When you were a child you first learnt how to count. You learnt the relationship between a number and the quantity of objects around you. You quickly learnt to manipulate these numbers, you could add them, and you could multiply them, and you could subtract them. Subtracting them brought you to negative integers. Then you learnt how to divide them and this took you to fractions and thus the rational numbers. You could then manipulate these new numbers with the same operations.

At school you learnt about powers of numbers, and square roots of numbers, and you learnt about equations and how you could solve them to find the numbers which satisfied the equation. There were a few rules which acted like dead-ends however. You could never take the square root of a negative number. In fact any fractional power of a negative number should have filled you with trepidation (and possibly a frisson of excitement), though sometimes you saw that there were sneaky solutions to things like (-1)^\frac{1}{3}. There was a whole roadblock in terms of the operations which you could apply to numbers and there were frequently equations which simply didn’t have solutions. Had you been asked to find any of:

\sin x=5



you simply wouldn’t have been able to continue.

What we have done in the last section is to open up the possibilities of all of these equations which were previously met with confusion an frustration. We have done this by introducing a simple new ingredient – a number whose square is negative and suddenly all of these problems which were previously intractable are now…well…tractable.

This might seem like just fun and games, but complex numbers play an enormous role in helping us in large areas of mathematics. They lead us to solutions which otherwise remain hidden and frequently give us enormous shortcuts in our calculational landscape.

Over the last few sections we have seen lots of tools and techniques which allow us to solve interesting problems. For now, you should familiarise yourself with these tools and manipulations, both through the notes which I have put up, and also through the extra complex numbers notes in the resource book. Please, please read these – this is not a nice addition, but there are a few ways of doing things which I have not explicitly discussed but you should know. I have explained everything which I believe may not be easy to understand if you are reading it on your own, but there are a few important rules which you should go through yourself. If you have any questions, be sure to email me and I will be happy to explain.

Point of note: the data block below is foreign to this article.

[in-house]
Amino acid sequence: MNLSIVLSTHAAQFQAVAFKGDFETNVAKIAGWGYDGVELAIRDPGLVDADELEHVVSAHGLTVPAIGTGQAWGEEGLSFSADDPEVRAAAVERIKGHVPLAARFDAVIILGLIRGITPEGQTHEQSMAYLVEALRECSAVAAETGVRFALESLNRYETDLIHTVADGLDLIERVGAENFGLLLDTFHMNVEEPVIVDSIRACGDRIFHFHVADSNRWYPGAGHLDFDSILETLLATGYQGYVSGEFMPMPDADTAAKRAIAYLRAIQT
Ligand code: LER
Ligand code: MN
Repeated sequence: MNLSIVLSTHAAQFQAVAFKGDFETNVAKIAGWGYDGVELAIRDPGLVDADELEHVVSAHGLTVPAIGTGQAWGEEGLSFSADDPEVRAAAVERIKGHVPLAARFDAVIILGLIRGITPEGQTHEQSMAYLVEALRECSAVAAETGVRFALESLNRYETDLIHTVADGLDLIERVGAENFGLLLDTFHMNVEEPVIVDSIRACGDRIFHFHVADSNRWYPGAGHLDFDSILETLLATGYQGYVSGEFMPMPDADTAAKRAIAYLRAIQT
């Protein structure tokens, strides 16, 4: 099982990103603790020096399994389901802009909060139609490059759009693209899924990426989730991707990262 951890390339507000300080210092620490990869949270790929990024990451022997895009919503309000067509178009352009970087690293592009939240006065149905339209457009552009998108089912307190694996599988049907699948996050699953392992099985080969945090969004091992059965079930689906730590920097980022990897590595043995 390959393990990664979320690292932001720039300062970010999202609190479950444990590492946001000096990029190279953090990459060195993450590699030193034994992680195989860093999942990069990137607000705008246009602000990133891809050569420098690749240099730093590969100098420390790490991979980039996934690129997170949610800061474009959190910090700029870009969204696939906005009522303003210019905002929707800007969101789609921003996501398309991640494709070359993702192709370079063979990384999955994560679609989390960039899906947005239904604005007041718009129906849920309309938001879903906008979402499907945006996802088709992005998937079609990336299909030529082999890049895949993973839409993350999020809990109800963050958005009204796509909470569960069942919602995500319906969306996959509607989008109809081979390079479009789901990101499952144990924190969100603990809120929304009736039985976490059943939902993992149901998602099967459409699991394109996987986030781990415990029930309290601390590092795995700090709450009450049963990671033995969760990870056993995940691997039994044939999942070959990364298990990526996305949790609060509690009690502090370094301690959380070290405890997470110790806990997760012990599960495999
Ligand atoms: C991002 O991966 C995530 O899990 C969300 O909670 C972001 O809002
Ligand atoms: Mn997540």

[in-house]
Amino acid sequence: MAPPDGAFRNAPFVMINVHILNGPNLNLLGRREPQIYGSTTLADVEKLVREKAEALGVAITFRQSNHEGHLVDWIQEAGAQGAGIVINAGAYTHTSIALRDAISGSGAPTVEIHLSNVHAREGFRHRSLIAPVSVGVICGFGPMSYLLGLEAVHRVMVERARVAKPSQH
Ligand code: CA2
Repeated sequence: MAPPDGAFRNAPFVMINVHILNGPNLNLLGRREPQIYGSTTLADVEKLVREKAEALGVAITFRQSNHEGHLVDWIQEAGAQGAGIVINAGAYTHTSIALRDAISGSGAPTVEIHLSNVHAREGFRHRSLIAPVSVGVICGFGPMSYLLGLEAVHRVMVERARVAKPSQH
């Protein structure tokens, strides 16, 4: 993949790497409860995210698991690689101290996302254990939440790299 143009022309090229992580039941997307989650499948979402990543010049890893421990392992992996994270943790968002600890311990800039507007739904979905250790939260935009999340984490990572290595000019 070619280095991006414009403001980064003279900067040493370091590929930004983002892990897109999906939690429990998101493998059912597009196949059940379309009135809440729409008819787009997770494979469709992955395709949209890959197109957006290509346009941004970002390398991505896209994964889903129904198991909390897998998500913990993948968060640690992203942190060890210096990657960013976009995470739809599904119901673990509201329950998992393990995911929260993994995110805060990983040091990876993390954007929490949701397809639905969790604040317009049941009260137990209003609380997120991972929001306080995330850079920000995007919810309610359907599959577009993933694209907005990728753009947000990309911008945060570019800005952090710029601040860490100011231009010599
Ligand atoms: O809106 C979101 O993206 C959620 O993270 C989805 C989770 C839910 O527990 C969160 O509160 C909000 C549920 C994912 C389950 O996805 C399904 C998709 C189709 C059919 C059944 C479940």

Here I will just put in a few more examples which might help to add understanding to your complex numbers comprehension.


Solve e^z=1+i for z.



We start by writing z=a+bi and 1+i in the exponential modulus argument form, also known as Euler form. This renders the equation into:

e^{a+bi}=\sqrt{2}e^{i\frac{\pi}{4}+i2n\pi}\,\, \, n\in{\mathbb Z}

The left hand side can be split into e^{a+bi}=e^ae^{bi} and now we simply equate the modulus part with the argument part:


e^{ib}=e^{i\frac{\pi}{4}+i2n\pi}\,\, \, n\in{\mathbb Z}

such that a=\ln\sqrt{2} and b=\frac{\pi}{4}+2n\pi with n\in{\mathbb Z}, so the solution is z=\ln\sqrt{2}+i\left(\frac{\pi}{4}+2n\pi\right) with n\in{\mathbb Z}


Find the real part of (1-\sqrt{3}i)^{31}.



We will use de Moivre for this. First we write this in the form r\cos\theta+ir\sin\theta. In this case \theta=\arctan\left(-\sqrt{3}\right)=-\arctan\sqrt{3}=-\frac{\pi}{3}+2n\pi and r=\sqrt{1+\sqrt{3}^2}=2. So


So using de Moivre:


But we know that \cos and \sin are periodic with period 2\pi and so we can alter the argument of these functions by factors of 2n\pi and the answer will remain the same. If we subtract 10\pi from \frac{31\pi}{3} we get \frac{pi}{3} and thus \cos(31\frac{\pi}{3})=\cos(\frac{\pi}{3}). The real part of (1-\sqrt{3}i)^{31} is thus:


Solve \cosh z=-3.


We know that we can write \cosh in terms of exponents and so we have:


We proceed by multiplying through by 2 and by e^z and writing the whole expression as a quadratic equation:

e^{2z}+6 e^z+1=0

We can now use the quadratic formula to give:


Writing z=a+bi and writing the right hand side in modulus argument form we get:

e^ae^{bi}=(3\pm\sqrt{8})e^{i\pi+2 n\pi i}\,\,\,\, n\in{\mathbb Z}

Note that we have converted -1 into a phase, because the magnitude is always a real number. Check for yourself that the above is true. Now we simply solve for a and b as before and get:

z=\ln\left(3\pm\sqrt{8}\right)+i (\pi+2n\pi)\,\,\, n\in{\mathbb Z}

Finally, let’s find the 6 roots of z^6+\sqrt{2}z^3+1=0.

We see that this is a quadratic in z^3 and so we can write:

z^3=\frac{-\sqrt{2}\pm \sqrt{2-4}}{2}=\frac{-\sqrt{2}\pm i\sqrt{2}}{2}=\frac{1}{\sqrt{2}}\left(-1\pm i \right)

We now write this in Euler form to get:

z^3=e^{\pm\frac{3\pi i}{4}+2n\pi i},\,\, n\in{\mathbb Z}

and so:

z=e^{\pm \frac{i\pi}{4}+\frac{2n\pi i}{3}}\,\,\, n\in{\mathbb Z}

These six solutions are given by the 3 conjugate pairs:

\begin{array}{cc}  z=\frac{1\pm i}{\sqrt{2}} \\  z=-\frac{1}{2} \sqrt{2+\sqrt{3}}\pm\frac{1}{4} i \left(\sqrt{2}-\sqrt{6}\right) \\  z=\frac{\sqrt{2-\sqrt{3}}}{2}\pm\frac{1}{2} i \sqrt{2+\sqrt{3}}  \end{array}

ok, so these are just a very few examples, but the techniques here cover a good deal of what we’ve done. You should become as familiar with complex numbers as you are with rational numbers, and negative numbers and indeed the integers which was were the story all started…

How clear is this post?